|Abolished||1907 (fundraising matches held 1931-32, 1934, 1964-66, 1983)|
|Number of teams||2|
|Most successful club(s)||Corinthian (3 titles)|
|Website||FA Community Shield|
The Sheriff of London Charity Shield, also known as the Dewar Shield was a football competition played annually between the best amateur and best professional club in England, though Scottish amateur side Queens Park also took part in 1899. The professional side was either the Football League champion or FA Cup winner from the previous season while the amateurs were usually represented by Corinthian, a renowned amateur side of the time. The first game was played on 19 March 1898, after being devised by Sir Thomas Dewar and ratified by the Football Association, whose president Lord Kinnaird and former president Sir Francis Marindin sat on the Shield's committee.
Proceeds from the annual game were distributed to hospitals and charities. The game was the predecessor to the FA Charity Shield, today the FA Community Shield, which began in 1908 after the Amateur Football Association split from the Football Association. After 1908 the trophy was revived on seven occasions in the twentieth century to raise funds for grassroots football causes in matches played between London-based sides.
In 1898 a shield was offered by Sir Thomas Dewar, the Sheriff of London at the time, with the understanding that it would pit the best professional side and amateur side against each other with proceeds going to charity. A high profile committee of Football Association and amateur football representatives, politicians and England players past and present was formed composed of Sir Dewar; Lord Kinnaird (President of the FA); Sir Reginald Hanson (Lord Mayor of London); Sir Francis Marindin (Former President of the FA); Sir William Bromley-Davenport (Member of Parliament and former England international footballer); Colonel Harry McCalmont (Member of Parliament), R. Cunliffe Gosling (former England captain), Dr. Kemp (a former player for the London-based United Hospitals side), N. L. Jackson (FA Honorary Secretary and Founder of Corinthian), John Bentley (President of the Football League), and Charles Wreford-Brown (former England captain and FA Council member).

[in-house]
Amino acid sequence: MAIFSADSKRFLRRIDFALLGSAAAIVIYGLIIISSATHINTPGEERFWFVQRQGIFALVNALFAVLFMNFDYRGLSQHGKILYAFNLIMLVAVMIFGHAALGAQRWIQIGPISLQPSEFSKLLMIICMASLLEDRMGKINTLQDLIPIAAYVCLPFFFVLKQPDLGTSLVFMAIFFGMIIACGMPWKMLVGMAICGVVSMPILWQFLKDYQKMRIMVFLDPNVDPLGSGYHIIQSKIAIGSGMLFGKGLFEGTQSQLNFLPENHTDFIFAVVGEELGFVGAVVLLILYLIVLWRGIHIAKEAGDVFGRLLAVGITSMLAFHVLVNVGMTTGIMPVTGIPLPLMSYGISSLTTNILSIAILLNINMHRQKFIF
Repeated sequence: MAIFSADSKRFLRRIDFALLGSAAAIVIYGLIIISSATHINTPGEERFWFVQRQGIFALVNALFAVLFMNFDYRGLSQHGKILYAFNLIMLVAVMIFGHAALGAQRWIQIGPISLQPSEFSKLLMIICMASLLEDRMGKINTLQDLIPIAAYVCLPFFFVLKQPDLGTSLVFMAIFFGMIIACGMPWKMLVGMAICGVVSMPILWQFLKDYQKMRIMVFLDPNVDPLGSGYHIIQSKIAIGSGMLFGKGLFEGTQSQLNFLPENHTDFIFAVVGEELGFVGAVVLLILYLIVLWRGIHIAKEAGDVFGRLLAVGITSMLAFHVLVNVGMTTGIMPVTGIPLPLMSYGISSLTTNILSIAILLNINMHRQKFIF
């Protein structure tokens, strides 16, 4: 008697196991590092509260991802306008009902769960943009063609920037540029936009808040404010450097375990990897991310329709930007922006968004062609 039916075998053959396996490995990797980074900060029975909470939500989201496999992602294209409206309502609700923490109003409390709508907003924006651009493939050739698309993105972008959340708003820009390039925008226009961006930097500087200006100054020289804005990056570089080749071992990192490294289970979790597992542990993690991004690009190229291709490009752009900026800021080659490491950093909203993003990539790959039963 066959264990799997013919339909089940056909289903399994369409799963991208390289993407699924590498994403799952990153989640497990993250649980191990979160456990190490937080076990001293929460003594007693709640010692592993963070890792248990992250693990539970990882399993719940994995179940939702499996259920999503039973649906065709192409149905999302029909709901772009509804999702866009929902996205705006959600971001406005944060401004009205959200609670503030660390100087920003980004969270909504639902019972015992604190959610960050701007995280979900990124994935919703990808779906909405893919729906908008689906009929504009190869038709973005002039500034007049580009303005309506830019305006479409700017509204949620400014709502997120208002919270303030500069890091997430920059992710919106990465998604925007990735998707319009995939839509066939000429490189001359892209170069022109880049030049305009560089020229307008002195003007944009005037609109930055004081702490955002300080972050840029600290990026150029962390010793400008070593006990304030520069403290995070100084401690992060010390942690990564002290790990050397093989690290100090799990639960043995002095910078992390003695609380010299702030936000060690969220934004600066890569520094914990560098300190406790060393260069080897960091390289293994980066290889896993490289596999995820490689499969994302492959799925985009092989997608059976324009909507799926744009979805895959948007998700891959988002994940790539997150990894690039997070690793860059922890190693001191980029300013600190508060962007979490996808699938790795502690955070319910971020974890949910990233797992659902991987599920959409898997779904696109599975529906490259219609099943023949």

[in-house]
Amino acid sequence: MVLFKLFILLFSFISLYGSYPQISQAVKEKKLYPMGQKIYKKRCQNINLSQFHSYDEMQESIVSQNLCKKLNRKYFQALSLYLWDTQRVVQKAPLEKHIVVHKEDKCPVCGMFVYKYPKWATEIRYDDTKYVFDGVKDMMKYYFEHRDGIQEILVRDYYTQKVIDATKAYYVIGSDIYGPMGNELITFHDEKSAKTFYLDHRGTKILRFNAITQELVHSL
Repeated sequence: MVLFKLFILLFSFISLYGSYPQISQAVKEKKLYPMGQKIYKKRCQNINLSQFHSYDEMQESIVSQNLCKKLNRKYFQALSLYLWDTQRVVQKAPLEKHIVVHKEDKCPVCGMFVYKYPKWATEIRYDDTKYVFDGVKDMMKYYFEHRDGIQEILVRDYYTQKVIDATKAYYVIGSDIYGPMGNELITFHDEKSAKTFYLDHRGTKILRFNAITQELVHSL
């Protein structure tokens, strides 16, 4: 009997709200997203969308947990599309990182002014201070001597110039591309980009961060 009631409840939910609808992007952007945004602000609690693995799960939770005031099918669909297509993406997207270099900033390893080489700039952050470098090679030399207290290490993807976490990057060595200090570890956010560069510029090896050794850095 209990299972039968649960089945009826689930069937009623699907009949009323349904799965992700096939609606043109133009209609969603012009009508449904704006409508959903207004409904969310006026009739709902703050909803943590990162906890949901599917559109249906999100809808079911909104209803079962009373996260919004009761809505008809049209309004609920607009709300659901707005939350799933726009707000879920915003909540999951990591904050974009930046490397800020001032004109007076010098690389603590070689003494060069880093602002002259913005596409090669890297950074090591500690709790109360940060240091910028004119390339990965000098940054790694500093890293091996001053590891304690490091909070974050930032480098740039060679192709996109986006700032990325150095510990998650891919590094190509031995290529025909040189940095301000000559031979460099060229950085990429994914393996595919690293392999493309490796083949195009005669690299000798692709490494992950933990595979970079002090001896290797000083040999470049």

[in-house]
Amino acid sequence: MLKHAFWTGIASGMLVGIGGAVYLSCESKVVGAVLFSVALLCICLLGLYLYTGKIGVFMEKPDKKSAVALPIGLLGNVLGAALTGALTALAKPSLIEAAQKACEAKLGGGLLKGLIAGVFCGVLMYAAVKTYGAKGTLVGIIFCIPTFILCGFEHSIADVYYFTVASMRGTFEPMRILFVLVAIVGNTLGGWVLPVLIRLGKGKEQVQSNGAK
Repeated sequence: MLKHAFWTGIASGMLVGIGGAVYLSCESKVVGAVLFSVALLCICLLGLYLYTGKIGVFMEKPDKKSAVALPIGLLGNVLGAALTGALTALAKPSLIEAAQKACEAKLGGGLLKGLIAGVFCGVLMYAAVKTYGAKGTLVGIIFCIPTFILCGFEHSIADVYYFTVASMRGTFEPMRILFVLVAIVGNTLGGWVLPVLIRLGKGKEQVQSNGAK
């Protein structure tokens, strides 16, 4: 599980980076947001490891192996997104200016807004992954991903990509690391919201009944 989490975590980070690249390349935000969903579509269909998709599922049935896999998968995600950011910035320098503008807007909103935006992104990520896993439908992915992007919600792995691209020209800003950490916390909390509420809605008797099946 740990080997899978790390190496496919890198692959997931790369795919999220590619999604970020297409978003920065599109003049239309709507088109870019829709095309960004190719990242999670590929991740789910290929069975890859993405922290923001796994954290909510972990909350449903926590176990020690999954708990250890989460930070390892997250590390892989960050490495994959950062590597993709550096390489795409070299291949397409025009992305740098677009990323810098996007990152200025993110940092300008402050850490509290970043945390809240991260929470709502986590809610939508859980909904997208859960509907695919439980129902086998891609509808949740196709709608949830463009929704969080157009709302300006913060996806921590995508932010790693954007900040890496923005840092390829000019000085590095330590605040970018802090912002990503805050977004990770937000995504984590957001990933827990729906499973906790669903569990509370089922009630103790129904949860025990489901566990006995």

The competition lasted for nine years in its first incarnation, coming to an end in part due to the dominance of the professional sides, and also to a rift in the Football Association that saw the creation of the Amateur Football Association. Following the 1907 edition, won by Newcastle United, the shield was replaced in 1908 by the FA Charity Shield which rather than the best amateur side pitted the Football League winner against the winners of the Southern Football League and then later against the winner of the FA Cup.
The match was later resurrected in the 1930s over four years at the suggestion of Charles Wreford-Brown, a member of the original Shield committee, to raise funds for the National Playing Fields Association. The trophy was again competed for in the 1960s for three years with funds supporting Corinthians Casuals Football Club, the successor to the original Corinthian side. The most recent match for the shield trophy was a one-off game played between Watford and Corinthian Casuals in 1983, marking the centenary of Corinthians original formation. Watford ran out as 6-1 winners. All seven matches in the post-1907 era were London-only affairs.
The shield itself, commissioned by Dewar, was over six feet high and believed to be the largest trophy to be competed for in the history of football. In the 1990s, the trophy was put up for auction by Corinthian Casuals to finance all-weather training facilities; it sold for around £25,000 to a private owner.